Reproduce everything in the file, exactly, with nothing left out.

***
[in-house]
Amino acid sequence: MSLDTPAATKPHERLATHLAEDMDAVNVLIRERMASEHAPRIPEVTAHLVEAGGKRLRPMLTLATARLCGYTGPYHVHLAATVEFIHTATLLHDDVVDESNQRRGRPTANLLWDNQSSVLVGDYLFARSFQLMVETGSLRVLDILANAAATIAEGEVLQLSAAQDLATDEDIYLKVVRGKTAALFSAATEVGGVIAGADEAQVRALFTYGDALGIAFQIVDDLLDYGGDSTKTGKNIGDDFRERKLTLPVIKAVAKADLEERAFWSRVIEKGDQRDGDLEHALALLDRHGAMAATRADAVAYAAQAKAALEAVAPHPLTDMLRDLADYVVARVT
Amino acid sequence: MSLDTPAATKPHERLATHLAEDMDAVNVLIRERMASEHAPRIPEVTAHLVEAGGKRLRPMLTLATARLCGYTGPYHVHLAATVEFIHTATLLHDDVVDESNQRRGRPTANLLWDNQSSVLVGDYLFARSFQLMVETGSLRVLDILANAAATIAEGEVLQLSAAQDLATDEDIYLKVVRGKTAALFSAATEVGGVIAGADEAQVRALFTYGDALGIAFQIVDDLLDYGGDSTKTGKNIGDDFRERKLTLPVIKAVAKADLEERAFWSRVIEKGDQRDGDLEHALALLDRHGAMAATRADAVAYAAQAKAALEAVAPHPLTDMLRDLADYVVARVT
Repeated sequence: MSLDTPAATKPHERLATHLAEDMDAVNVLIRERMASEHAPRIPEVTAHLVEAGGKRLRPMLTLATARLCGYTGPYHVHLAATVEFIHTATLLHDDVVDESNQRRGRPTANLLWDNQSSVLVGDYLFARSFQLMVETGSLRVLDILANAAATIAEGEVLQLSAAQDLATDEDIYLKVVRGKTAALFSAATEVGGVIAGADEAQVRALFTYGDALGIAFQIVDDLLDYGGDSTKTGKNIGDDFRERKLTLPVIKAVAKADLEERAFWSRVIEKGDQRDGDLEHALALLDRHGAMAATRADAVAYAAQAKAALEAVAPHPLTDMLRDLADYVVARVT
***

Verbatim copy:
[in-house]
Amino acid sequence: MSLDTPAATKPHERLATHLAEDMDAVNVLIRERMASEHAPRIPEVTAHLVEAGGKRLRPMLTLATARLCGYTGPYHVHLAATVEFIHTATLLHDDVVDESNQRRGRPTANLLWDNQSSVLVGDYLFARSFQLMVETGSLRVLDILANAAATIAEGEVLQLSAAQDLATDEDIYLKVVRGKTAALFSAATEVGGVIAGADEAQVRALFTYGDALGIAFQIVDDLLDYGGDSTKTGKNIGDDFRERKLTLPVIKAVAKADLEERAFWSRVIEKGDQRDGDLEHALALLDRHGAMAATRADAVAYAAQAKAALEAVAPHPLTDMLRDLADYVVARVT
Amino acid sequence: MSLDTPAATKPHERLATHLAEDMDAVNVLIRERMASEHAPRIPEVTAHLVEAGGKRLRPMLTLATARLCGYTGPYHVHLAATVEFIHTATLLHDDVVDESNQRRGRPTANLLWDNQSSVLVGDYLFARSFQLMVETGSLRVLDILANAAATIAEGEVLQLSAAQDLATDEDIYLKVVRGKTAALFSAATEVGGVIAGADEAQVRALFTYGDALGIAFQIVDDLLDYGGDSTKTGKNIGDDFRERKLTLPVIKAVAKADLEERAFWSRVIEKGDQRDGDLEHALALLDRHGAMAATRADAVAYAAQAKAALEAVAPHPLTDMLRDLADYVVARVT
Repeated sequence: MSLDTPAATKPHERLATHLAEDMDAVNVLIRERMASEHAPRIPEVTAHLVEAGGKRLRPMLTLATARLCGYTGPYHVHLAATVEFIHTATLLHDDVVDESNQRRGRPTANLLWDNQSSVLVGDYLFARSFQLMVETGSLRVLDILANAAATIAEGEVLQLSAAQDLATDEDIYLKVVRGKTAALFSAATEVGGVIAGADEAQVRALFTYGDALGIAFQIVDDLLDYGGDSTKTGKNIGDDFRERKLTLPVIKAVAKADLEERAFWSRVIEKGDQRDGDLEHALALLDRHGAMAATRADAVAYAAQAKAALEAVAPHPLTDMLRDLADYVVARVT